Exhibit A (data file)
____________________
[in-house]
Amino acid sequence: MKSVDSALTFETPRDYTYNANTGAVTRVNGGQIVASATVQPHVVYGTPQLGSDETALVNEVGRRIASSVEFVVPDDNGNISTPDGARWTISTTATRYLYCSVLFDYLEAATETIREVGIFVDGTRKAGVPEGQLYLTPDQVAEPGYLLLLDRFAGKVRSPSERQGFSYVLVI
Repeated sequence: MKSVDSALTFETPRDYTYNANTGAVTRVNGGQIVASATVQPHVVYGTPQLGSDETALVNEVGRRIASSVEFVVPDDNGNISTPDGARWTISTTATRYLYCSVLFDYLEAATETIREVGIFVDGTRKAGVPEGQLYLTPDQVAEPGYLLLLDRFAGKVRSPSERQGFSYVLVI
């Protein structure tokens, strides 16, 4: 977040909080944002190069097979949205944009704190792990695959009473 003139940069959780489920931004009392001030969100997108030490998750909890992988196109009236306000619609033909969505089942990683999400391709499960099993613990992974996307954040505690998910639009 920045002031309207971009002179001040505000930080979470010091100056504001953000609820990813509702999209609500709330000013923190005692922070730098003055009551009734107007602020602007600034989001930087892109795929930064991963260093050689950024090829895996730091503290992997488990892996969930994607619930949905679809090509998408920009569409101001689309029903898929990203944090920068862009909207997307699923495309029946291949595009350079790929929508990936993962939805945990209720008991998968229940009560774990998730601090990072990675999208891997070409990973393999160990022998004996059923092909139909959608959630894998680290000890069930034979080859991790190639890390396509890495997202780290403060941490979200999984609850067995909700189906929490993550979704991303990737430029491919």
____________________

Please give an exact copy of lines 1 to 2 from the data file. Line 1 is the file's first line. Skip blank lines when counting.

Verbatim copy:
[in-house]
Amino acid sequence: MKSVDSALTFETPRDYTYNANTGAVTRVNGGQIVASATVQPHVVYGTPQLGSDETALVNEVGRRIASSVEFVVPDDNGNISTPDGARWTISTTATRYLYCSVLFDYLEAATETIREVGIFVDGTRKAGVPEGQLYLTPDQVAEPGYLLLLDRFAGKVRSPSERQGFSYVLVI